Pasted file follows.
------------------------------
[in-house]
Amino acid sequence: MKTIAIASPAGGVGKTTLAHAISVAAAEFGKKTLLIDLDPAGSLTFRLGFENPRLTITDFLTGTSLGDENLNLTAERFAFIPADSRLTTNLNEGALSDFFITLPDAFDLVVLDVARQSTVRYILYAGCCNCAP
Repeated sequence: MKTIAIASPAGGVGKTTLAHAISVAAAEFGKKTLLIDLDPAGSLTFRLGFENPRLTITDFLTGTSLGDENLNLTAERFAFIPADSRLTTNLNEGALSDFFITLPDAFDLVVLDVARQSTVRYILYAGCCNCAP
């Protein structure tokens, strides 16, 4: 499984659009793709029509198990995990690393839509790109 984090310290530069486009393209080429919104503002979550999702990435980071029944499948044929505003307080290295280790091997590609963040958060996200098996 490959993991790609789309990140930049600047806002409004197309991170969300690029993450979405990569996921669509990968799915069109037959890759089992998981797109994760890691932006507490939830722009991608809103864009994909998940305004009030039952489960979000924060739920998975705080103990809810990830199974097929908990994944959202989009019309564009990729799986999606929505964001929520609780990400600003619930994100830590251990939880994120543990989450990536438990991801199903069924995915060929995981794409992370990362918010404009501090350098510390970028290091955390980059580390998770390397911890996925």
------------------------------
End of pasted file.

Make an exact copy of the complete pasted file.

[in-house]
Amino acid sequence: MKTIAIASPAGGVGKTTLAHAISVAAAEFGKKTLLIDLDPAGSLTFRLGFENPRLTITDFLTGTSLGDENLNLTAERFAFIPADSRLTTNLNEGALSDFFITLPDAFDLVVLDVARQSTVRYILYAGCCNCAP
Repeated sequence: MKTIAIASPAGGVGKTTLAHAISVAAAEFGKKTLLIDLDPAGSLTFRLGFENPRLTITDFLTGTSLGDENLNLTAERFAFIPADSRLTTNLNEGALSDFFITLPDAFDLVVLDVARQSTVRYILYAGCCNCAP
């Protein structure tokens, strides 16, 4: 499984659009793709029509198990995990690393839509790109 984090310290530069486009393209080429919104503002979550999702990435980071029944499948044929505003307080290295280790091997590609963040958060996200098996 490959993991790609789309990140930049600047806002409004197309991170969300690029993450979405990569996921669509990968799915069109037959890759089992998981797109994760890691932006507490939830722009991608809103864009994909998940305004009030039952489960979000924060739920998975705080103990809810990830199974097929908990994944959202989009019309564009990729799986999606929505964001929520609780990400600003619930994100830590251990939880994120543990989450990536438990991801199903069924995915060929995981794409992370990362918010404009501090350098510390970028290091955390980059580390998770390397911890996925």